I’ve compared The Exoricst to Star Wars in the past, and it seems apt to do so again, especially since The Last Jedi is in theaters this week. But it’s also apt because you’ve got similar themes in terms of a master and an apprentice, skilled in mystical powers, fighting evil and trusting in a mysterious, unseen force to guide their way. With Season 2 wrapping up tonight, is it fair to pull out The Empire Strikes Back as a comparison point for the “dark” part of the journey?
Maybe. The Exorcist ends on something of a dour note, and that makes the Empire comparison a good starting point even if it’s not a 1 to 1 matchup. Empire represents the chapter where hero falls, both morally and physically, resulting in a need to take a breather and figure out a new direction. Luke got knocked on his ass in Empire and things went seriously wrong, but it gave him a chance to escape and take his next step of growth.
The Exorcist doesn’t quite end as disastrously as Empire, but it does leave the cast shattered. Let’s start by saying that the family of Andy Kim (John Cho) ends up largely fine, though in a very different spot than the reunited Rance family at the end of season 1. That season ended with Reagan Macneil finally finding peace, maybe broken, but spiritually restored. Andy’s family isn’t so lucky: in order to defeat the demon, Andy allows Marcus to take his life, killing the demon through the death of his physical body. Rose (Li Jun Li) and the kids at least end up OK in time: the murders are covered up, and in a nice epilogue, Rose has adopted everyone and they all carry on in Andy’s memory.
The plot doesn’t really go as well for the priests. Andy’s sacrifice saves his family and prevents the demon from possessing Tomas (Alfonso Hererra), but Marcus is left in a state of disgrace at having taken a life. From a moral perspective, Marcus (Ben Daniels) committed mortal sin by intentionally killing an innocent, and indeed, we’ll never know if Tomas’ ruse in nearly taking in the demon would have worked. At a point where he can no longer hear God, Marcus feels like he’s done with the priesthood and leaves Tomas to continue, now under the tutelage of Mouse (Zuleikha Robinson), who’s a little more triggerhappy than his old mentor. This is…kind of different from Star Wars and other classic heroes’ journeys. It’s necessary for the student to leave the master, but I can’t think of a major fiction where the master just out and out quits.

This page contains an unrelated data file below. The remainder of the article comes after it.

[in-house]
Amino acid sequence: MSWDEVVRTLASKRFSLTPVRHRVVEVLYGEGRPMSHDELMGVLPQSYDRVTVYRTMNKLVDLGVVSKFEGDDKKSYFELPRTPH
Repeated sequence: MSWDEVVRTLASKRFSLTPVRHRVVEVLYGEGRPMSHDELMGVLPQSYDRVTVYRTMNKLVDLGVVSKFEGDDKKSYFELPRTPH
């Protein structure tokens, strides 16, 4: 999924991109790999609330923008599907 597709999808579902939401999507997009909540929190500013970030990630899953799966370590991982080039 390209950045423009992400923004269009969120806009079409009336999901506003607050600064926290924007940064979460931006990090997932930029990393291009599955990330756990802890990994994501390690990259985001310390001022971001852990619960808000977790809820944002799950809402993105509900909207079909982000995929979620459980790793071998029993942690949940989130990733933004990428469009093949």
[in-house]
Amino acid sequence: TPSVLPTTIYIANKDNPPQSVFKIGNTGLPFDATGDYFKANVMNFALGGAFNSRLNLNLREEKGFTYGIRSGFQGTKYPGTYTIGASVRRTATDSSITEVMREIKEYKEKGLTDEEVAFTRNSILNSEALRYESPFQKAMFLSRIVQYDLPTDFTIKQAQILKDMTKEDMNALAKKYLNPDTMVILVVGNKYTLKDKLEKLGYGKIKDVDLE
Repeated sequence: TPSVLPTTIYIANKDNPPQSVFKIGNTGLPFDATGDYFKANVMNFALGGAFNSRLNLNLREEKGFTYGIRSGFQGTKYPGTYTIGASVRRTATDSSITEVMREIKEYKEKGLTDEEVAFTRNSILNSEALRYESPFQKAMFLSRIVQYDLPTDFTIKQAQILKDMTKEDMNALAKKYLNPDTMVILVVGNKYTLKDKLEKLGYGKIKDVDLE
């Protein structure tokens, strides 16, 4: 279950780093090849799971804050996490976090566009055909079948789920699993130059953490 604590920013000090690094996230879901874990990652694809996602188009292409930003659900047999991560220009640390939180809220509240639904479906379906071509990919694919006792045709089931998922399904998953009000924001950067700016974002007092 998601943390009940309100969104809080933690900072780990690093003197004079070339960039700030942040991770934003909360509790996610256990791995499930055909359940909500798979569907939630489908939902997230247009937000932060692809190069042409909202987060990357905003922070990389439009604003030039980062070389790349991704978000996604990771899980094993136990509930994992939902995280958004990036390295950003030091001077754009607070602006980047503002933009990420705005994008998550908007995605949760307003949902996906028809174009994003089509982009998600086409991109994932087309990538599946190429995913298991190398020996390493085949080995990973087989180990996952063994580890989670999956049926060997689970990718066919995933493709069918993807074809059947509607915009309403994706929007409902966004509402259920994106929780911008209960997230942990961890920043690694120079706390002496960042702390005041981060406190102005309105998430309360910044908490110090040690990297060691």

Who knows what comes next? The Exoricst is on shaky ground as a television show, despite bringing in big names like Geena Davis and John Cho for two seasons running and being overall pretty damn good in quality. This all turns on ratings, and oh, it looks like Disney might own the property now. There might be a Season 3; there might not. We can certainly hope for a Season 3, since the story ends with the door wide open for more. For one, Bennett–remember him?–appears to be fully possessed, thanks to the mechanations of those Vatican conspiracy goons who have been running around the shadows.
Additionally, the show ends on an ominous, unanswered note: Marcus, in solitude, finally gets a message from God that Tomas is in danger–what, we don’t know. It’s a painful point if the show ends here and the plot is unresolved. If nothing else, The Exorcist makes for good horror with a moral element behind it, striking a balance between gratuitous frights and triumphant heroism. It’d be good if we can get at least one more chapter to finish the story, if not more.
Rating: Three and a half exorcisms out of five.